2 Overlooked Winter Windshield Hazards

Car Driving on a Snow Road – Chicago, IL – Aaron Auto Glass

Winter driving, whether it’s a daily occurrence or just an occasional need, can be hard on your car’s front windshield. There are concerns with both the road and the weather once the cold season arrives. Understanding the hazards can help you avoid them, or at least leave you better prepared to handle any damages that may occur.

Rock Chips

Icy roads can be hazardous, but so can the temperature changes as well as the gravel and sand that is sometimes used to add traction to the road on frosty days. You can’t control the de-icing methods that are used on public roads, but you may be able to minimize the damage caused by them when you drive safely and slowly.

Drastic Temperature Changes

Chicago winters can be harsh and sometimes have drastic temperature changes. If your windshield has a small chip, this drastic change in temperature can cause a small chip to spread. Other drastic temperature changes that increase the chanced of a windshield chip from spreading is turning the heat on and taking your car through a car wash.


Rock chips in the windshield is a common winter complaint. The gravel laid across the road to provide traction is kicked up by the tires of vehicles, which can cause it to hit your windshield and leave a chip. Leaving a lot of distance between your vehicle and the car ahead will help reduce the chances of a rock chip, although it may not eliminate the risk completely.

Fortunately, many gravel chips can be repaired as long as they aren’t located directly in the driver’s line of sight. Whether the chip can be repaired in this case depends on the type of chip, but those that measure between 5 and 30 mm are often repairable.


Sand is used instead of gravel for traction in some areas. It won’t chip your glass as gravel will, but sand can still damage a windshield. Most sand damage happens after the roads thaw out and the paving dries. The loose, dry sand can blow onto the windshield as you drive and sandblast the surface of the glass.

If the damage is caught early, your windshield repair service may be able to polish the glass to remove the haze. More severe sand etching may mean that the windshield requires replacement, however.

Furthermore, don’t use windshield wipers on dry glass to remove sand residue, since this just scrapes the sand across the windshield and increases the chances of etching damage. Instead, always squirt windshield wiper fluid over the windshield before you run the wipers.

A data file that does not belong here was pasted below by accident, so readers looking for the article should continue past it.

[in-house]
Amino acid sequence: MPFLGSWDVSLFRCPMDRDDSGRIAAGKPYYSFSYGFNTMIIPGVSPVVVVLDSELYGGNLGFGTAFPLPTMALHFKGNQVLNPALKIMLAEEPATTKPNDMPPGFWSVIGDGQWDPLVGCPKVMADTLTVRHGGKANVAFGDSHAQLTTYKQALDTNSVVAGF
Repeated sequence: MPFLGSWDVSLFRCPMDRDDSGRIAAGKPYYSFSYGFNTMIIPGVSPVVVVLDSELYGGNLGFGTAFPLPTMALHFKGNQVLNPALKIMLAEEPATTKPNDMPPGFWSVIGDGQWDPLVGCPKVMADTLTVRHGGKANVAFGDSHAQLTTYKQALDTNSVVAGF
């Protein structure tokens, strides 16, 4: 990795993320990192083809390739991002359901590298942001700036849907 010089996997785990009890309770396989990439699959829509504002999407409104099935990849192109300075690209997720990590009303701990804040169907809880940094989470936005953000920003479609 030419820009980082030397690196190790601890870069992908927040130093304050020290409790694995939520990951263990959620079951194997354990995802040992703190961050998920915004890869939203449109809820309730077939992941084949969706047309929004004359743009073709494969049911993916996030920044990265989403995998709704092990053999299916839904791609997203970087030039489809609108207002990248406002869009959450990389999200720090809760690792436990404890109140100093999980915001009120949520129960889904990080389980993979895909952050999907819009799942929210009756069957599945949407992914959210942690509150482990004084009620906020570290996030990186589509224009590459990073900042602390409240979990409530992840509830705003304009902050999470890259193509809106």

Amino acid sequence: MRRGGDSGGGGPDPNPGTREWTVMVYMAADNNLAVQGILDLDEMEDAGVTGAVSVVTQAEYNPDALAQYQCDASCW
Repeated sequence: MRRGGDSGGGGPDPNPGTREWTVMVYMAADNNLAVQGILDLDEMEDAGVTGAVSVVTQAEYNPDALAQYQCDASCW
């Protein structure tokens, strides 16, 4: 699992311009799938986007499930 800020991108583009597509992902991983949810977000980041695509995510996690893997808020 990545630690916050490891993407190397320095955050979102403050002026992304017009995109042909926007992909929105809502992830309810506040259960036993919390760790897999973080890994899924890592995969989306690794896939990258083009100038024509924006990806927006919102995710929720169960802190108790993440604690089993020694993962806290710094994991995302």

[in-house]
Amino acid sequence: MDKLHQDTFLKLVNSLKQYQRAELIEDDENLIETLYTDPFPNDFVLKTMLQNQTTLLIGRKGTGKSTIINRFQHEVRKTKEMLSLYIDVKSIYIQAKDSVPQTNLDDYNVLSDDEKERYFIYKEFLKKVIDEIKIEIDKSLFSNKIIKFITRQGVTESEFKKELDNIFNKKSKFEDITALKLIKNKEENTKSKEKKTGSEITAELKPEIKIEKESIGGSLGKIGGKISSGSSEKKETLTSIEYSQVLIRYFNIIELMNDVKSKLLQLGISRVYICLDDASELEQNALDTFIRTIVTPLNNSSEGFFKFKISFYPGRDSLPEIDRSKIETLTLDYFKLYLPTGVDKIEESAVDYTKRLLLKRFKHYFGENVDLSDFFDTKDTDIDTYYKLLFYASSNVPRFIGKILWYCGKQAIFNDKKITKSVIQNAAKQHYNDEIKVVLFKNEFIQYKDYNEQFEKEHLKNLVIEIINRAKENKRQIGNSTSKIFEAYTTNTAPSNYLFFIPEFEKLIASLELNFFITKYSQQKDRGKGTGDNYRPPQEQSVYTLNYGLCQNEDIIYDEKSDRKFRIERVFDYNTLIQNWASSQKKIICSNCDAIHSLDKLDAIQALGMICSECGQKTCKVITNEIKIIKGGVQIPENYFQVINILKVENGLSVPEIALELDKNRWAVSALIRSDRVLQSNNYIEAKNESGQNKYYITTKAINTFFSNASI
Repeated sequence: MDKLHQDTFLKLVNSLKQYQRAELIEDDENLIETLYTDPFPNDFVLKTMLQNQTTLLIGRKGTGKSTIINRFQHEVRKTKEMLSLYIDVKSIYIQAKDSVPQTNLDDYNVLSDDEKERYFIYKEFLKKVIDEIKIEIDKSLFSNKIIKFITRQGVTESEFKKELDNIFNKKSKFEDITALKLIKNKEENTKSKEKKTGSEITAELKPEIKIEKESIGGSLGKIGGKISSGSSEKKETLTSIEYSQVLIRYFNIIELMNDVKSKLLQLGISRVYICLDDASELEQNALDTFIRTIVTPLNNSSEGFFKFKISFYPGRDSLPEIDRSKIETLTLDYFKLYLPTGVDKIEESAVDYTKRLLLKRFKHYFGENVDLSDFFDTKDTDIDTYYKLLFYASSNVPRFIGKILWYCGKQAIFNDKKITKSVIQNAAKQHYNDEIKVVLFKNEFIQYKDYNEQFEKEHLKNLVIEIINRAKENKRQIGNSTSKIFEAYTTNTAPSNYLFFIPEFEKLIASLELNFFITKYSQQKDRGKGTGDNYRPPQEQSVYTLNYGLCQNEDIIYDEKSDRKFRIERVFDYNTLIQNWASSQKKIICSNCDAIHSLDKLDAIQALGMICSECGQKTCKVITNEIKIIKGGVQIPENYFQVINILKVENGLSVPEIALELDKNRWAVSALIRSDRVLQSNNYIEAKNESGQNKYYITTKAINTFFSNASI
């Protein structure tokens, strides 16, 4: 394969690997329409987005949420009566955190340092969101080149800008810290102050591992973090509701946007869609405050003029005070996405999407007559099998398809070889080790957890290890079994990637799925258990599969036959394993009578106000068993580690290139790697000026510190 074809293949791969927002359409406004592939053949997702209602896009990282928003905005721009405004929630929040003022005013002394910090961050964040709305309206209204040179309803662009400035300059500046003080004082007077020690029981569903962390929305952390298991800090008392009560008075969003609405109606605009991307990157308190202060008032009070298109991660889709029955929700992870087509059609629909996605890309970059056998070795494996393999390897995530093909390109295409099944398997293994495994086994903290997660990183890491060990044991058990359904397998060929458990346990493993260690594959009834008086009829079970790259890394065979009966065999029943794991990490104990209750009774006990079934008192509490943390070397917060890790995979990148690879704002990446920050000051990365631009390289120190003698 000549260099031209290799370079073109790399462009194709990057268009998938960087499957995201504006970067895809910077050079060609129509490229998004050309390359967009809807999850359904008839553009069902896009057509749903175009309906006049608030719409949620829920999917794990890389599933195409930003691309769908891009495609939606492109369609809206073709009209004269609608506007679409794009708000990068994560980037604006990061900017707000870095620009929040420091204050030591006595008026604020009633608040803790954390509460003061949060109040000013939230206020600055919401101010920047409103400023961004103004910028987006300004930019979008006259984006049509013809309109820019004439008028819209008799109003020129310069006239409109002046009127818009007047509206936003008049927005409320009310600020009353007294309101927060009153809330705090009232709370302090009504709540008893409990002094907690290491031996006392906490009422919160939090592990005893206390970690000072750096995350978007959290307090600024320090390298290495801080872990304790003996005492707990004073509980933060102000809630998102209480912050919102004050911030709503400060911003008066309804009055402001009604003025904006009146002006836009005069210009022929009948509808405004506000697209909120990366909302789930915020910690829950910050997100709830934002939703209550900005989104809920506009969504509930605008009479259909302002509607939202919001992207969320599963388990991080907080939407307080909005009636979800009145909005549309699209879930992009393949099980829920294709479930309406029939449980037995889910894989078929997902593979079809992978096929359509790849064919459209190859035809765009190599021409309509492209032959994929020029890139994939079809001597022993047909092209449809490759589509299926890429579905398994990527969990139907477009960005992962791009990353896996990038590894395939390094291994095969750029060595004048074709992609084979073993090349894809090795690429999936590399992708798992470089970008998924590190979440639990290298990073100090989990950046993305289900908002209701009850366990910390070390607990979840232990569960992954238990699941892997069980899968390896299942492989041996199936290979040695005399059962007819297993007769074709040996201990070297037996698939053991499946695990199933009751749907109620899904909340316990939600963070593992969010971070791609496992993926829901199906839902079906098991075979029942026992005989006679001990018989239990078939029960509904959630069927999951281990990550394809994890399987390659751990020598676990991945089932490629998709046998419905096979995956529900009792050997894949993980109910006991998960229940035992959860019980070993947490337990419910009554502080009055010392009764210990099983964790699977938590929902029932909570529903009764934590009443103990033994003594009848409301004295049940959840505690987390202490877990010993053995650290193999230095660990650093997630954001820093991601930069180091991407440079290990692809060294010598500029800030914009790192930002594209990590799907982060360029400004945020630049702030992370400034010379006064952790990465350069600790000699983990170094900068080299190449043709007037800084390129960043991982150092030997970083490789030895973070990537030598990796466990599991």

Snow Loads

Winter weather can damage the windshield even if you aren’t driving the vehicle. Snow on a parked vehicle may also cause damage, especially if there has been heavy snowfall.


Wet snow can be very heavy. A heavy slush, for example, can weigh about 3.75 lbs per square inch, which means a snowstorm that drops 4 inches can put 15 pounds of pressure on your windshield. The more snow that falls, the more pressure and the greater the chance that the snow load may put a crack in your windshield.

Frequent snow removal during a snow storm, even if you aren’t driving, prevents damage. Otherwise, you may need a glass repair or a new windshield once the snow melts.


Snow can damage a windshield even when it isn’t directly on the glass. If you park beneath a tree, the heavy snow load up in the branches increases the chances of tree limb breakage. A falling tree branch can easily shatter a car windshield, so it’s advisable to find a different parking space away from the trees if heavy snow is expected.

Snow Luggage (Top of Car)

To help other drivers on the road it is always good practice to clean snow off the roof of your vehicle. Not cleaning this snow can severely endanger other drivers as the built-up snow on top of your vehicle will fly off and can hit another cars windshield.


Leaks aren’t very common, since all windshields are installed with quality gaskets and seals. Occasionally, though, these seals can begin to fail as the car gets older. Heavy snow that is left on the windshield can speed up the process of seal failure since the slow melting gives plenty of time for water to find a way through the aging gasket. Replacement of the gasket is needed once a leak begins.

Contact Aaron Auto Glass with any winter auto glass concerns.

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